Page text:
Posted tagged ‘offshore HRO providers’

“The American” is Not an American HRO Story

September 7, 2010

This weekend I saw the George Clooney movie, “The American.” I was not too sure what it was about, but then, it starred George Clooney. Title aside, I knew within the first few minutes it was not an American movie, or an American story. It takes more than speaking in English to tell an American story, and to provide culturally compatible HRO employee care call center support.

It is not that the movie was poorly made or the story poorly told, it just was not American. Nor was it an action movie. It was moody and slow, seemed to start in the middle and then little happened, little was said, and even less was explained. And the end, well, the less said the better. 

The experience reminded me of another movie, “The Devil’s Own,” with Brad Pitt and Harrison Ford (1997.) Brad Pitt is in the U.S. and brings his Irish “troubles” with him. He tells Ford, “Don’t look for a happy ending. It’s not an American story. It’s an Irish one.” Once again, same language, but with different cultural expectations.

For a movie that is quintessentially American, see the original “The Karate Kid,” (1984) starring Ralph Macchio and Pat Morita. For many years it has been a shared cultural referent; “wax on, wax off.” Movies, television and music are great sources of cultural touch points for any modern culture, and especially so for Americans. By the way, The Karate Kid also reflects the American cultural imprint for quality, which is a bit different from the Japanese or Australian imprints. (Seriously, there were studies.)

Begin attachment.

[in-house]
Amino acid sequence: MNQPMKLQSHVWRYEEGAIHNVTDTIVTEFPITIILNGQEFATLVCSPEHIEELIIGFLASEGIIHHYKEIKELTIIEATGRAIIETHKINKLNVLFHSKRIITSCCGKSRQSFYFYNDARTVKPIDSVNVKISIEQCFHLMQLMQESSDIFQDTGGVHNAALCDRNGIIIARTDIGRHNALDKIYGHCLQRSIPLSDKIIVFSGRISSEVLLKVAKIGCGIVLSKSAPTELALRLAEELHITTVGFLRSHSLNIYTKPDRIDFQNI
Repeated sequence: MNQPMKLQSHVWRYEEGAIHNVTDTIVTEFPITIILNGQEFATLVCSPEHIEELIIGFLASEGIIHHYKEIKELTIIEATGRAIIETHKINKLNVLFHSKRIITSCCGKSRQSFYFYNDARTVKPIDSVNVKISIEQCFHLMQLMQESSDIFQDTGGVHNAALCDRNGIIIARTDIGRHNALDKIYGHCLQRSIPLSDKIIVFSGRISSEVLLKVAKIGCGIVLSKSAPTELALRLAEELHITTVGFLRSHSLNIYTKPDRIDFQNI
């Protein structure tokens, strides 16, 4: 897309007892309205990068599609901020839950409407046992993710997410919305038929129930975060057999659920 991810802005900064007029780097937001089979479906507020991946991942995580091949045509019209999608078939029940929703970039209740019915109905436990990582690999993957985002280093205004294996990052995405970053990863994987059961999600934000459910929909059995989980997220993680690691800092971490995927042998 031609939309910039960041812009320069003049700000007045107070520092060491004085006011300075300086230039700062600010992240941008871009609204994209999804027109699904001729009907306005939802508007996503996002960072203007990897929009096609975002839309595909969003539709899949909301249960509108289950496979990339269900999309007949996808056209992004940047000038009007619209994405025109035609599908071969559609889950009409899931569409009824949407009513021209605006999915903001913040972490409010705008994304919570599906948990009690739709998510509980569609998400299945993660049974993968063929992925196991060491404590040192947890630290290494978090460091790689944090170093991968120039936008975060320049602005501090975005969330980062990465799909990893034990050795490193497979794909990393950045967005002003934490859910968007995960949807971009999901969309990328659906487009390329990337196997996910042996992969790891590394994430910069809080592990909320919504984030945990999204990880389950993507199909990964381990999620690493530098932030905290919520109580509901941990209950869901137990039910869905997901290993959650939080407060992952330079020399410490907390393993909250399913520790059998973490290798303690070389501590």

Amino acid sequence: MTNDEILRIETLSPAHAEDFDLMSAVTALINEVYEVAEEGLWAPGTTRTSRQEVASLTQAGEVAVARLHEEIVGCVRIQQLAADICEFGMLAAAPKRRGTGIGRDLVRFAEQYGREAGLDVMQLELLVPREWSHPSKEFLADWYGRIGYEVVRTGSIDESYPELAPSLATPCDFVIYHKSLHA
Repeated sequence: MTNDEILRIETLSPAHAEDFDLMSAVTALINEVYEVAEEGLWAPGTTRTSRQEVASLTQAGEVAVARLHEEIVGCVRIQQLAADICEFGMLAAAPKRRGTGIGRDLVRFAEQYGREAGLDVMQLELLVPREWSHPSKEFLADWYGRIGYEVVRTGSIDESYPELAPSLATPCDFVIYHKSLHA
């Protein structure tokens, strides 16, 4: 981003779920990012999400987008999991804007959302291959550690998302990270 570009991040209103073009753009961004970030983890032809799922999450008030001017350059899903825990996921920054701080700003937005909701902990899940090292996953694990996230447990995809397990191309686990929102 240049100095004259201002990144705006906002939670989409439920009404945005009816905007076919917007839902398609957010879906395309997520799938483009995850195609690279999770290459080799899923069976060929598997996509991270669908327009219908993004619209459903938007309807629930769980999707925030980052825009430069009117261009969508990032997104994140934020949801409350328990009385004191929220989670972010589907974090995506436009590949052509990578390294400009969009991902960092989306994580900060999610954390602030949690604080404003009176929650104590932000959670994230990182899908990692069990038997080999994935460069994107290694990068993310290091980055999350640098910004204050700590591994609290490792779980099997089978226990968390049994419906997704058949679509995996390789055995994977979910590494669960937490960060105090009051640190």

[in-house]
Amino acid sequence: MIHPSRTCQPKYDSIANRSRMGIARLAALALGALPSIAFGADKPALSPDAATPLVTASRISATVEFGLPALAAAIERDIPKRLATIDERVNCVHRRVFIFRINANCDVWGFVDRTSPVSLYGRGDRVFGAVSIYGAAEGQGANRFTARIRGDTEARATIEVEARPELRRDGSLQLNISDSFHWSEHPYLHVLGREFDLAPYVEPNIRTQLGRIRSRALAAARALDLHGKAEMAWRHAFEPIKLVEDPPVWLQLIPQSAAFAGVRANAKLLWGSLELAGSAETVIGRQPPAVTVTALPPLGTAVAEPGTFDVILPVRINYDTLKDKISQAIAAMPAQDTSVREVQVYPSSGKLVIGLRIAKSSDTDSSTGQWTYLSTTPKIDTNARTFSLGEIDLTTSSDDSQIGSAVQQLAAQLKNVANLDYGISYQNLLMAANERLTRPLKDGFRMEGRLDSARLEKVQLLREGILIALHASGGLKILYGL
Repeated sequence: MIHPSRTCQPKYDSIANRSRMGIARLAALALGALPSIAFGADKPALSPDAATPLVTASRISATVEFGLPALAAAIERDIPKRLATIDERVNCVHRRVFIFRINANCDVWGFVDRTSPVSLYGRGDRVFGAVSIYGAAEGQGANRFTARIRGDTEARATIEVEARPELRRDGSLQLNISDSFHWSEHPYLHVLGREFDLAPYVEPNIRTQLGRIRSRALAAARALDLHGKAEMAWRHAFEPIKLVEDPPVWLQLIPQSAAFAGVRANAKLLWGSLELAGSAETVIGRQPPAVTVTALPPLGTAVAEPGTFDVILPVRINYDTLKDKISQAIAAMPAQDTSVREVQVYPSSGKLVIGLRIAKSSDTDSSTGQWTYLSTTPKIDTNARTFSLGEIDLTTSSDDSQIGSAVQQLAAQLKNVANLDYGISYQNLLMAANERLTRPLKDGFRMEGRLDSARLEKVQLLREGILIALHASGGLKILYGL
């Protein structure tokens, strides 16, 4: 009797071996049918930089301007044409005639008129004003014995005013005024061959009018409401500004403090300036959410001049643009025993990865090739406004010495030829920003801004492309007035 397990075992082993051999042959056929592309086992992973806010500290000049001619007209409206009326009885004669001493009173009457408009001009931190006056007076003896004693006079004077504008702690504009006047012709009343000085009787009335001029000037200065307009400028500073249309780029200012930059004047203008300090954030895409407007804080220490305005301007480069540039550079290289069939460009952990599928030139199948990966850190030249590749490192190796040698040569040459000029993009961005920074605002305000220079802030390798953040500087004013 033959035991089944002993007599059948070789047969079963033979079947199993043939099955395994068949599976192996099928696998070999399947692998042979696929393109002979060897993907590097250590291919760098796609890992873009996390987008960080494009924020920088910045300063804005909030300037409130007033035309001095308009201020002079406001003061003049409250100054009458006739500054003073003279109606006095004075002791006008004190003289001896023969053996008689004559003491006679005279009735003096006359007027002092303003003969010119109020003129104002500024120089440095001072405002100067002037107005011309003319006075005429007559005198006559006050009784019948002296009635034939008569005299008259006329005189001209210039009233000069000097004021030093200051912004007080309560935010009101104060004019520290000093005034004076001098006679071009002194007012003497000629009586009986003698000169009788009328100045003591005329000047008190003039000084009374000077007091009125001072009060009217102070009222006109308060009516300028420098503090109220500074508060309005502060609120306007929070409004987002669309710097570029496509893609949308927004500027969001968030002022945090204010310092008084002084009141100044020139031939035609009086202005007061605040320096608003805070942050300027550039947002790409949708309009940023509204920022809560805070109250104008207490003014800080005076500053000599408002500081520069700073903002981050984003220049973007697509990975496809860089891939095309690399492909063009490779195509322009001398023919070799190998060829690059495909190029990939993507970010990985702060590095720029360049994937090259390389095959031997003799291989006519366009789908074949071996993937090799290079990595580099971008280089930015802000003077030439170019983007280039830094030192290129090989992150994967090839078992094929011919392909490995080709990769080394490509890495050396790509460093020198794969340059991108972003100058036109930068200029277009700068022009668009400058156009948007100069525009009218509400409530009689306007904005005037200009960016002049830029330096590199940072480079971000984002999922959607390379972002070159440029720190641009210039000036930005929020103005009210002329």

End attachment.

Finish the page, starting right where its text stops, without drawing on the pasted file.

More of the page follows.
All of this is not to say that HRO employee care cannot be provided from outside of any one country to another. HRO care can, and is, being provided from a growing list of locations around the globe. Still, most voice-based employee support remains onshore, followed by nearshore delivery. Cultural understanding is one of many elements that impacts successful call center support. It is less important for basic transactional questions and answers. But as the service moves more into consultative areas that require interpretation, tone and manner become just about as important as important as technically correct answers.